Adult satellite cells are quiescent, but are poised for activation in response to exercise, injury, or disease allowing adult muscle growth or repair. Once activated, satellite cells proliferate extensively to produce enough myogenic progenitors in order to regenerate the muscles. In order to self-renew, a subset of activated satellite cells can resist the myogenic differentiation and return to quiescence to replenish the satellite cell pool. These cellular processes that normally occur during skeletal muscle regeneration can be recapitulated ex vivo using isolated and cultured myofibers. Here, we describe a protocol to isolate single myofibers from the extensor digitorum longus muscle. Moreover, we detail experimental conditions for analyzing satellite cells in quiescence and progression through the myogenic lineage.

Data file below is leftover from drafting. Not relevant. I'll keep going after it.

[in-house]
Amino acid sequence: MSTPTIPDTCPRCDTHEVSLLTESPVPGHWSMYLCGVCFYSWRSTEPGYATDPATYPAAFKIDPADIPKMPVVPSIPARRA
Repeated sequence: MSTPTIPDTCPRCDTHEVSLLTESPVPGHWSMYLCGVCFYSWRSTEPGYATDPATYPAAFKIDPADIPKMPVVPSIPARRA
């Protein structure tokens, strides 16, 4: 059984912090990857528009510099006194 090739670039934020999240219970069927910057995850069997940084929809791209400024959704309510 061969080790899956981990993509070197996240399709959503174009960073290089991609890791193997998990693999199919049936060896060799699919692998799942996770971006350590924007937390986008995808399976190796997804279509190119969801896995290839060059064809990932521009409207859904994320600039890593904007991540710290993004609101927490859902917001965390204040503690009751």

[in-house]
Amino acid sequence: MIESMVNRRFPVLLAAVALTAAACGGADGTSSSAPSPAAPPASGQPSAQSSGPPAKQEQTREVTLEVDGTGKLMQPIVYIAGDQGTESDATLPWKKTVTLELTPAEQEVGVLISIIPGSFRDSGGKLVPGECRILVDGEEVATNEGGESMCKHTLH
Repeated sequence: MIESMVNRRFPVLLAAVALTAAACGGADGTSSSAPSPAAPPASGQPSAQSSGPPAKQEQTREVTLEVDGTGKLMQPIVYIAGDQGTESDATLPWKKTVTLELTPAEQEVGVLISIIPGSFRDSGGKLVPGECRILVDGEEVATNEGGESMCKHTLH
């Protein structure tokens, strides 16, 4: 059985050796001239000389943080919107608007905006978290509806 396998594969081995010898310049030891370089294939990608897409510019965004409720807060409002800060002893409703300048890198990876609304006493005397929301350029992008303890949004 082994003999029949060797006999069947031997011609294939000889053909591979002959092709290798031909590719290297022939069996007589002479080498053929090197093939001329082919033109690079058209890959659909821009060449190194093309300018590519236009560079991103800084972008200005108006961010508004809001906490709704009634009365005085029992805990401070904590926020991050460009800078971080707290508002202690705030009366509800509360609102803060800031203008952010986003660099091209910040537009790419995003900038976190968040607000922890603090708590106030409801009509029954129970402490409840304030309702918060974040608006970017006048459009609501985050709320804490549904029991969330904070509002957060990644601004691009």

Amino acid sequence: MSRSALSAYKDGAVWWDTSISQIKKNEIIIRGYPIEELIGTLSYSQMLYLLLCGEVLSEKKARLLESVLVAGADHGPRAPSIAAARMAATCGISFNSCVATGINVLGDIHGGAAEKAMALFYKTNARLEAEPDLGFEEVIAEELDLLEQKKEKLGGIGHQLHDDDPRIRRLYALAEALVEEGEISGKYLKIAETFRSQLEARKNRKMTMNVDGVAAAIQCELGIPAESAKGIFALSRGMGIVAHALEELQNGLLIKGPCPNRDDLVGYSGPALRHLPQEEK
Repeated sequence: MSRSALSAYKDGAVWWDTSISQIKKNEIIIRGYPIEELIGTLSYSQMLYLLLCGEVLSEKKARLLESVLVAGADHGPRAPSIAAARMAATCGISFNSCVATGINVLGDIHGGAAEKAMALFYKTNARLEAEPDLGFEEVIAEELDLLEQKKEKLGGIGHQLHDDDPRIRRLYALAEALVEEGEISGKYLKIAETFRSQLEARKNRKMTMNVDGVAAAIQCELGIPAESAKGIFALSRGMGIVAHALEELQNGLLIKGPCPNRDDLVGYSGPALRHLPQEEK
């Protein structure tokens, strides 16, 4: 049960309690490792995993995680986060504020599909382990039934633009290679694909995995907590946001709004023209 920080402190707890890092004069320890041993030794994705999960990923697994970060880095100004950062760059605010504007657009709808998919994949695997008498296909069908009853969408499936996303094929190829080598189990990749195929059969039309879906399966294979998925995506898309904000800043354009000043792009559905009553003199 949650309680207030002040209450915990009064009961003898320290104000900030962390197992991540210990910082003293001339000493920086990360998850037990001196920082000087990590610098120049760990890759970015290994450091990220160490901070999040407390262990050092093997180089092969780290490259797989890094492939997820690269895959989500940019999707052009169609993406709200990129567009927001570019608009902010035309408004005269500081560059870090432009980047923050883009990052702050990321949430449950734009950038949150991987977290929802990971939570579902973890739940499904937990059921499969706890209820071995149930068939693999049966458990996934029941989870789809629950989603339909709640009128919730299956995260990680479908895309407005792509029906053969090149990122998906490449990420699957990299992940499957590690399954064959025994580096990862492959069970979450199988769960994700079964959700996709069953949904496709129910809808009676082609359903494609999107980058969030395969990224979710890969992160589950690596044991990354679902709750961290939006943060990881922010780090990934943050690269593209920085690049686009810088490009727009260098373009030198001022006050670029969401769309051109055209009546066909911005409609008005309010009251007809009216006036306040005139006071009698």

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C.E.B. is supported by a Postdoctoral Fellowship from the Ontario Institute for Regenerative Medicine. Y.X.W. is supported by fellowships from the Queen Elizabeth II Graduate Scholarships in Science and Technology and the CIHR. M.A.R. holds a Canada Research Chair in Molecular Genetics. These studies were carried out with support of grants to M.A.R. from the US National Institutes for Health [R01AR044031], the Canadian Institutes for Health Research [MOP-12080, MOP-81288, FDN-148387], E-Rare-2: Canadian Institutes of Health Research/Muscular Dystrophy Canada [ERA-132935], the Muscular Dystrophy Association, and the Stem Cell Network.
1.Regenerative Medicine Program, Department of Cellular and Molecular Medicine, Faculty of Medicine, Sprott Center for Stem Cell Research, Ottawa Hospital Research InstituteUniversity of OttawaOttawaCanada